Start and Stop Windows Azure VMs According to Time Schedule

Today, the Windows Azure management portal does not provide an out-of-the-box capability to define a time schedule for startup and shutdown of virtual machines. Having an automated process for this is of great use, as by simply deprovisioning VMs during off-hours can save you a lot of money. This post will describe a lightweight approach for automated provisioning of VMs according to time schedule.

You might say: “Why don’t you use the Windows Azure Scheduler?”. Well, the Scheduler is great, but it lets you either invoke web services or post messages to a queue. Controlling VMs this way is pretty cumbersome. And with the scheduler I can’t use PowerShell, which is my preferred environment when automating stuff in Azure.

So given I want to use PowerShell I have to think about a way to execute PS cmdlets according to schedule. Well, the Windows Task Scheduler immediately comes to mind. It’s easy to use, built into the Windows OS, reliable, free and can execute pretty much everything you ask it for. But where to host it? I could do it on my laptop, but that’s not running 24/7, so it makes more sense to use an always-on server. As I personally do not have a datacenter, I decided to host an extra Small (A0) virtual machine running in Windows Azure.

So let’s see what are the steps required to build a Windows Server VM in Azure to host the scheduling logic:

Create the Scheduler VM

First, create a Windows Server 2012 R2 VM in the Azure management portal. Deploy it to the datacenter region that fits your needs and specify ‘Extra Small’ as size. Leave the default endpoints, as we will need to log into the VM via RDP.

Essentially it doesn’t really matter if you create a new cloud service or use an existing one for the VM, as we will access the Azure subscription via the PowerShell SDK.

Prepare the Environment

As soon as the scheduler VM has been provisioned, logon via RDP. The first thing we need to do is to install the PowerShell module for Windows Azure into the VM. You can find it here in the Command-line tools section. The installation will be done via the Web Platform Installer.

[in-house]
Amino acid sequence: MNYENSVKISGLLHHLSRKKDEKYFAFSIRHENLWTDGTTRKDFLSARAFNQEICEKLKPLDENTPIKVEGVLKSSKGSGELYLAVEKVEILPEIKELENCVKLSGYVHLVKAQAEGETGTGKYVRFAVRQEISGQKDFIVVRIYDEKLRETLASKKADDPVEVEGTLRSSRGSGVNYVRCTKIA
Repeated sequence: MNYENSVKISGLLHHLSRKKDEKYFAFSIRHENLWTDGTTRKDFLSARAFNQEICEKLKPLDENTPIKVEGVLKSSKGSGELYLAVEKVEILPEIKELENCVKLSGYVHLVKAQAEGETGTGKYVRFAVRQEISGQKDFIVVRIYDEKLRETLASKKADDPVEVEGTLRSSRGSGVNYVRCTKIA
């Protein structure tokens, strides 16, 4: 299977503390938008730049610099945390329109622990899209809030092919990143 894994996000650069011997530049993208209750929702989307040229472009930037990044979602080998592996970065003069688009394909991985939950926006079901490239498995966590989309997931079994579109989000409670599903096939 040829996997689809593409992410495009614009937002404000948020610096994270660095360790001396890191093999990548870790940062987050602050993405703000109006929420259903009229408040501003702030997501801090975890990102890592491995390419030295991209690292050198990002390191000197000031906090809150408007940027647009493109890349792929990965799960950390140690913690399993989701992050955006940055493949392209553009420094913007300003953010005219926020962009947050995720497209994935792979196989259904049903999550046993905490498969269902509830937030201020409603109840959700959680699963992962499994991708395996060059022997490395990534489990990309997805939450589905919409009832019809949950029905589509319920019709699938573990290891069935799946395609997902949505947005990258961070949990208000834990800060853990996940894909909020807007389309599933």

In order to access our Windows Azure subscription we need to make it ‘known’ to the Azure PowerShell cmdlets. The easiest way to do that is to call a specific cmdlet. So, open up the Windows PowerShell ISE and execute the following statement:


This will open up a browser window with a Windows Azure sign-in page. Logging in with your Azure service administrator credentials will take you to the following page that lets you download the publishsettings file:


Next, we have to import the publishsettings into our logged-on user’s profile:

Import-AzurePublishSettingsFile -PublishSettingsFile "<downloadpath>\<filename>.publishsettings"

This will essentially import some management certificates into the local user’s cert store (for all subscriptions assigned to your Azure account). These certificates are used to authenticate PowerShell calls to your subscriptions.

You should now delete the publishsettings file. It is no longer required and presents a security risk as it can be used to gain access to your subscriptions.

If you have multiple subscriptions assigned to your Azure account you will have to define a default subscription for which you want the automated provisioning to work:

Select-AzureSubscription -Default "<subscription name>"

Define the Scheduled Tasks

Start VM

Now, as we have the basis to execute authenticated calls to our Windows Azure subscription using PowerShell, we can embed the logic into the Windows Task Scheduler. Let’s say we want to manage a single VM called myvm sitting in a cloud service myservice. In this example we will start the instance up in the morning at 7am and shut it down (i.e. deprovision it) in the evening at 7pm.

First we will define a task to start myvm in the morning. Open up the Task Scheduler management console. From the Action menu, select ‘Create Task…’. Specify a name for the task (e.g. ‘Start myvm’), and select the radio button for ‘Run whether user is logged on or not’. Otherwise, leave all defaults. Note that the task will run in the context of the currently logged-on user.


Switch to the Triggers tab. Create a new trigger and set it to Daily at 7am:


Note: machines in Azure are set to UTC time, so you might have to adapt the start time to your local region!

Open the Actions tab. Create a new ‘Start a program’ action, specify powershell.exe as program and the following argument: